In the first story of the offseason, of what is hopefully not a trend before Labor Day, an Alabama football player was arrested for second degree possession of marijuana. Today’s offender is Lester Cotton.
According to Michael Casagrande
[Cotton] was pulled over at 11 p.m. Friday and arrested on marijuana possession charges, Tuscaloosa police confirmed Monday morning. Officers smelled marijuana during the traffic stop at the corner of Hackberry Lane and Paul Bryant Drive. Officers located an unspecified amount on a search of his vehicle.
Cotton was also booked on possession of drug paraphernalia.
Legally, what does this mean? Well, Alabama does not have a labyrinthine set of pot laws. They boil down to distribution charges (actual distribution or intent to distribute) or possession charges, which are again broken down into possession of an amount to distribute or simple possession for personal use. The latter sub-category, simple possession for personal use, is the charge that Cotton caught.
Under Alabama law (Ala. Code 13A-12-214(b)), simple possession for personal use is a Class A Misdemeanor, punishable by up to a year in county and a $6000 fine. As a practical matter, almost no one ever sees any time for simple unaggravated possession. It is even less likely that such charges are pursued against students, whose federal financial aid is contingent on not having a controlled substance violation. Usually, youthful offender status is received or the suspect (and he is a suspect at this point) is given pretrial diversion, counseling, probation, maybe a fine, often community service, and other remediative sanctions, in exchange for charges being dropped.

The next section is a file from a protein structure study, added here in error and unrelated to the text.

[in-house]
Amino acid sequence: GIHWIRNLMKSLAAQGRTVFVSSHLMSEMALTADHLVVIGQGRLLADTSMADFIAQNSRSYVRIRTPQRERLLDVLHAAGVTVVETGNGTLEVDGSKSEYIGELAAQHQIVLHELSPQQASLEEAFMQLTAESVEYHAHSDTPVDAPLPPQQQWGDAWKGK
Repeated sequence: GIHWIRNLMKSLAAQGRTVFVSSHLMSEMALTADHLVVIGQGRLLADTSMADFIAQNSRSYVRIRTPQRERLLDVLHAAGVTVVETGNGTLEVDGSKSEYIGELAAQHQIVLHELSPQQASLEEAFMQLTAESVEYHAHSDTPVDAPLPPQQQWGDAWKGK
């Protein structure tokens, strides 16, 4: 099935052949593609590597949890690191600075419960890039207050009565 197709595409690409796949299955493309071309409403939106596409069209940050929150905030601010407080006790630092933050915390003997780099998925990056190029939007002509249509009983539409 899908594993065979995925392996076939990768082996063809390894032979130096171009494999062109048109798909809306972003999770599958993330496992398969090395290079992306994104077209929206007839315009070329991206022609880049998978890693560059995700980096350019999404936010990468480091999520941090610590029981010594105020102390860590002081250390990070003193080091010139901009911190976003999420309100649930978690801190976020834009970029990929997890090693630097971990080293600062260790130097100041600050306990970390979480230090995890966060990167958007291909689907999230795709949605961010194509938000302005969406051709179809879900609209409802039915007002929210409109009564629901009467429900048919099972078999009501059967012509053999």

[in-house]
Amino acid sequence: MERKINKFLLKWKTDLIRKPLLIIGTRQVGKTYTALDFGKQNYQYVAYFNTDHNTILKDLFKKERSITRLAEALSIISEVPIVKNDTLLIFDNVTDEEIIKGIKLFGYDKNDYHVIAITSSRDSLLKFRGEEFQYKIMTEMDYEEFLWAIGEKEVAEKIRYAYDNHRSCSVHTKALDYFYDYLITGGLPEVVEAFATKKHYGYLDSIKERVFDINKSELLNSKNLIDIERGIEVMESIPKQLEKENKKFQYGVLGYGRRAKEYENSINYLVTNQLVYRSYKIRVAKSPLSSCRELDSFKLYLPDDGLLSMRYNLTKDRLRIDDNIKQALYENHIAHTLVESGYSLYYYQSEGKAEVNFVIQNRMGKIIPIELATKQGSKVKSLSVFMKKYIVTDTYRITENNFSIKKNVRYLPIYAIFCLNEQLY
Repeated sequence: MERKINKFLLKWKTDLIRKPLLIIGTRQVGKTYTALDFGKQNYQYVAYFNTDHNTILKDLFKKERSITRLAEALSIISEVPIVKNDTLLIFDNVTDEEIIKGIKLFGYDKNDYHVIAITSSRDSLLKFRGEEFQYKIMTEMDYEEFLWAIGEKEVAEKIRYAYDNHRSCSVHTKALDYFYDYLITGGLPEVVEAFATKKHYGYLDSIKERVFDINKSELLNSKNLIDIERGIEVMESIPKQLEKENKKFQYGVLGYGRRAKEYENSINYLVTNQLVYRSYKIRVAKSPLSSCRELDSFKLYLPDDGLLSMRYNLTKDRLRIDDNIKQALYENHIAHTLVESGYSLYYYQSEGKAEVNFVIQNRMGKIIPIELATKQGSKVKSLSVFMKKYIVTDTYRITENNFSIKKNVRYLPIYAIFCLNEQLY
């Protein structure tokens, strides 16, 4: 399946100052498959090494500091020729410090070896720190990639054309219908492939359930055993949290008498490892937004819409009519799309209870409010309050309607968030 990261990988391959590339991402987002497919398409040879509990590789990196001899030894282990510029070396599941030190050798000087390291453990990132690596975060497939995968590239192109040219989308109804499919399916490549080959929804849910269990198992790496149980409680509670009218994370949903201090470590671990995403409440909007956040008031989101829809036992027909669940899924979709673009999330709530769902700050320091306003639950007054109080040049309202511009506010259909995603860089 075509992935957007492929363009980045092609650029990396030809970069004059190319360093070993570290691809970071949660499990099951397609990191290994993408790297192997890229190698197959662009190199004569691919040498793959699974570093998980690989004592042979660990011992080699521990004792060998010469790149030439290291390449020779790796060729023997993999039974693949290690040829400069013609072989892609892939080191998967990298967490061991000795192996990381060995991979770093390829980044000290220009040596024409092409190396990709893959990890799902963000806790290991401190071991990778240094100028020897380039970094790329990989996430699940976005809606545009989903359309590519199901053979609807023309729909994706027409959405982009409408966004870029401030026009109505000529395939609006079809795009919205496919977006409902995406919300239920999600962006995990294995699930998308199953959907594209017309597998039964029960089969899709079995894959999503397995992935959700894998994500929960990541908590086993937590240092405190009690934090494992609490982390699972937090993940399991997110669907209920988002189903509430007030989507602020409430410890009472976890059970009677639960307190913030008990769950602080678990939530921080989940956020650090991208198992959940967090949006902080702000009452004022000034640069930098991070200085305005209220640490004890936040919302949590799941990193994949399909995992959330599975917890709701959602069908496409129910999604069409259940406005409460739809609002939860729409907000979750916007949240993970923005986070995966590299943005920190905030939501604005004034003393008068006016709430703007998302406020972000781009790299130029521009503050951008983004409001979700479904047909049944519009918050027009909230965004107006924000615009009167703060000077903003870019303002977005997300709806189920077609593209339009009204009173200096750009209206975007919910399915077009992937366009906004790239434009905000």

Given that the vehicle search also uncovered paraphernalia, it is very likely the cops only found a nominal amount of weed in a pipe or a dugout or a roach in the ashtray, and no baggies or scales or other items indicating anything beyond an incredibly piss-poor sense of judgment. Second degree possession could also be sustained if there were multiple suspects in a vehicle operated or owned by Cotton, and no one ‘fessed up to its ownership — the owner/operator is usually draws the possession charge. At this time, however, we do not how many other people were in the vehicle, if any.
Now, the football side could be much grimmer. For a nominal starter last season that Saban had frequently commented on the mental and disciplinary side of his game, internal discipline will likely be much worse than anything Tuscaloosa County will do to him. You can be certain Saban’s style of “counseling” involved one epic ass-chewing at the complex this morning and will have painful, protracted, concrete steps to get back in his good graces and in the mix for a starting role in 2017.
In summary, the sky isn’t falling, even though this sounds like a stupid decision. Then again, I’ve not met very many people who make great decisions while chiefing the Devil’s Salad. That said, it’s probably just as stupid to try and balance your county and municipal budgets on the backs of people nonviolently possessing a plant that grows feral in the State of Alabama. But, call me silly. Still, nothing major will come of this — and, since it wouldn’t for any 19-year old college student with a clean record, nor should it.